“Only know you’ve been high when you’re feeling low, only hate the road when you’re missing home” –Passenger, Let Her Go


Some of the kids at my preschool playing dress up- a Lion


Some of the kids at my preschool playing dress up- Superman


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Matthew 4:4, Pan and Food

“But he answered, ‘it is written “man shall not live by bread alone, but by every word that comes from the mouth of God.”’” Matthew 4:4

Bread. Bread. Bread. It’s everywhere, literally. Look on a single block in Santiago and you can find more then 3 panaderías, places that specialize in selling bread (pan). In one of my rants to my friends back home she told me that she is “99% convinced the rest of the world believes the Bible is wrong about man NOT living by bread alone.”

It’s a staple in Chile followed closely by potatoes and avocados. The Hass avocado, that is sold in supermarkets in the US, is exported from Chile. But back to the bread. Chileans eat bread with everything, for breakfast, lunch, once and dinner. Breakfast consists of pan with manjar or a syrupy sweet jelly. Manjar is basically caramel with more of a buttery consistency, lying somewhere between dulce de leche and peanut butter. Lunch alternates between avocado pizza, quesadillas or just a sandwich with the obligatory avocado and mayonnaise. Once is basically snack time with cake and the same food you had for breakfast. Dinner is simple meat or pasta with a healthy side of bread. For bar food, they have Chorrillana which consists of eggs, fried onions and sausage slices heaped over a plate of french-fries. Its a little odd but really good! Check out these pretty cool pictures of dishes, mostly taken by Madison Evans because I’m more concerned about eating the food.




Quesadilla and guacamole, aka bread and avocado




Once, with a sandwich and tea


Hannah and I enjoying a Mote con Huesillo atop Cerro San Cristobal. This very sweet drink consists of wheat shreds and a peach topped with a cinnamon sugar water mixture

Additionally, my friend and I cooked for our host families this week. You never realize how many words you take for granted until you try to cook in a different language. It’s really hard to explain what utensils you need, in a foreign language, with eggs and raw fish all over your hands. Hannah and I attempted to cook crab cakes. In our attempts to explain what type of pan we needed to Hannah’s host mom, we ended up with something quite similar to a pot. She insisted that this was what we needed and as we cooked the crab cakes they fell apart. In the end, we had a very large crab cake that didn’t exactly stick together. We made sweet tea, of course, and fried rice. We bought a box of mac and cheese from the store that didn’t have cheese. There was no mac n cheese for dinner. For dessert we made puppy chow, the classic, messy snack. Our families seemed to enjoy the meal and I learned the difference between pot and pan in Spanish.

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Chile Hit by Massive 5.6 Magnitude Earthquake- Reports of Buildings Shaking in Santiago… USA, Families Panic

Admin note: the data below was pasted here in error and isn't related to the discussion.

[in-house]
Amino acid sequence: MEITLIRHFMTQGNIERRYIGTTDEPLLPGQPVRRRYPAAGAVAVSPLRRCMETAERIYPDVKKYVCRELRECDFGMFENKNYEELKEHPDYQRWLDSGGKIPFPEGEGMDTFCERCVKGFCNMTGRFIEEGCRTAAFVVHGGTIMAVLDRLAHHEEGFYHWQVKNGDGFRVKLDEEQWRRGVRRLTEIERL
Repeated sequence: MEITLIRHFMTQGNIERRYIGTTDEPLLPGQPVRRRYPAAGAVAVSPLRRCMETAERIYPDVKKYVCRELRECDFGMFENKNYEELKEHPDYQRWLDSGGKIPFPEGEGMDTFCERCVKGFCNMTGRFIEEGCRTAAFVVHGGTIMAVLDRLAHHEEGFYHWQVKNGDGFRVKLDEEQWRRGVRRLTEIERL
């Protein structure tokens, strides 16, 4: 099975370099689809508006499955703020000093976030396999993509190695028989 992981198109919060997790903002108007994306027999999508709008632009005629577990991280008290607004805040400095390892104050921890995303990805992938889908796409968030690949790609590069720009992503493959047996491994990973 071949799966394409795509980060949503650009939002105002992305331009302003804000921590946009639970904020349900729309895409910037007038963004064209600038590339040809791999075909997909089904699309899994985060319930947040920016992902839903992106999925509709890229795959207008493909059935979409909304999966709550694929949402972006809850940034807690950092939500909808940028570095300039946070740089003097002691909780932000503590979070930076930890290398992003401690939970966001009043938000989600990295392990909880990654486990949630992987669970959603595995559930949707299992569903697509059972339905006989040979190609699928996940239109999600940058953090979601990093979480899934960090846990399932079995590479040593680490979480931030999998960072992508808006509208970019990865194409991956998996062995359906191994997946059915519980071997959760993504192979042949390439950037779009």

Last night we experienced what most people consider to be an earthquake. With a magnitude of 5.6 and an epicenter in the heart of Santiago, this “temblor” rattled everyone awake at 3am. But if you know anything about Spanish you will realize that “temblor” is not “terremoto” and therefore not translated as “earthquake”. The word used to describe last night’s events is different for good reason: it wasn’t considered an earthquake. Chile lies on a fault line and experiences more than 6 seismic events every day. All houses are “earthquake proof” meaning they can withstand the ground shaking up to a 9 on the Richter Scale. In Chile, seismic activity is not considered to be an earthquake until it reaches an 8 on the Richer Scale. However, an earthquake of the same level as last night would have completely destroyed almost any city in the USA. But here in Chile, we do things a little differently. Here is a comprehensive list of how to experience an earthquake like a Chilean.

  1. Don’t panic
  2. Stand up- If you can physically stand up and stay that way for 30 seconds or so, it is NOT and earthquake. If you cannot physically stand up because the ground is shaking too much, it is probably an earthquake
  3. If not an earthquake, calmly wait for shaking to cease and resume daily activities aka sleeping, walking, eating
  4. If you determine that it is an earthquake
    1. DO NOT PANIC!!!!
    2. Open the nearest door
    3. If in the street, walk to the middle if possible
    4. If in a building, know that it will not fall (only 2 fell in the entire country with a 8.8 earthquake in 2010 with that technology)
    5. Know that power may fail- this is normal, do not worry
  5. Regardless of whether it is an earthquake or not, if near the water, MOVE TO HIGHER GROUND. Shaking earth = shaking water = tsunami!
  6. Preferably before you lose cell service, tell your parents! They see headlines like the ones listed above and freak out when you’re fine. You just went back to sleep after it.


In other news, we toured some pretty cool places and did some pretty cool things during orientation.